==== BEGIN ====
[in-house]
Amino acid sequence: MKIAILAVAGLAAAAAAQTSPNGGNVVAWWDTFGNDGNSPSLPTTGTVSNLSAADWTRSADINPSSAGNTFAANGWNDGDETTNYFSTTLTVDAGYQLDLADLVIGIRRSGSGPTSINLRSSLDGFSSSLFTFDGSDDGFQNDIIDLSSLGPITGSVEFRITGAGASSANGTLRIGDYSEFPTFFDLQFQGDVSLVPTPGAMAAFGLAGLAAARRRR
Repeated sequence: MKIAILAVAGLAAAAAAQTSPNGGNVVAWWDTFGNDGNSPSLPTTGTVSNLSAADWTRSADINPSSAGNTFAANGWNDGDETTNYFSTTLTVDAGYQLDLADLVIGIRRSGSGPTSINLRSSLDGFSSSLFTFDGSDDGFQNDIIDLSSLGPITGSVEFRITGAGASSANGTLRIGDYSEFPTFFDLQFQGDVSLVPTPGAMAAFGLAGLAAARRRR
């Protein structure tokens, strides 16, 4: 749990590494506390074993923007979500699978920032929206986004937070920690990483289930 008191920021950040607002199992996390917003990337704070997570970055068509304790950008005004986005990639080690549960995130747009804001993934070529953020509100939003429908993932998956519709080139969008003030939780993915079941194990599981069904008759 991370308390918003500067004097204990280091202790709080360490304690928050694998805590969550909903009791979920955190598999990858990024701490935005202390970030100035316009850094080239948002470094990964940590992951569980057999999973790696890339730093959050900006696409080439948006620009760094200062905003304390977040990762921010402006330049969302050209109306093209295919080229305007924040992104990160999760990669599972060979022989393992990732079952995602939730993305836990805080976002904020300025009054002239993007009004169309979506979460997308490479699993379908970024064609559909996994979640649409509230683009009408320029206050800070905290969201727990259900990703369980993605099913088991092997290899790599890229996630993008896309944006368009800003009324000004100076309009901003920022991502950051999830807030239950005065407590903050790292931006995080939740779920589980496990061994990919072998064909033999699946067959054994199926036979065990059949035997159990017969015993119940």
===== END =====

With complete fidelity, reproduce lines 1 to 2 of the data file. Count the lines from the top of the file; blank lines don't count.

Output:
[in-house]
Amino acid sequence: MKIAILAVAGLAAAAAAQTSPNGGNVVAWWDTFGNDGNSPSLPTTGTVSNLSAADWTRSADINPSSAGNTFAANGWNDGDETTNYFSTTLTVDAGYQLDLADLVIGIRRSGSGPTSINLRSSLDGFSSSLFTFDGSDDGFQNDIIDLSSLGPITGSVEFRITGAGASSANGTLRIGDYSEFPTFFDLQFQGDVSLVPTPGAMAAFGLAGLAAARRRR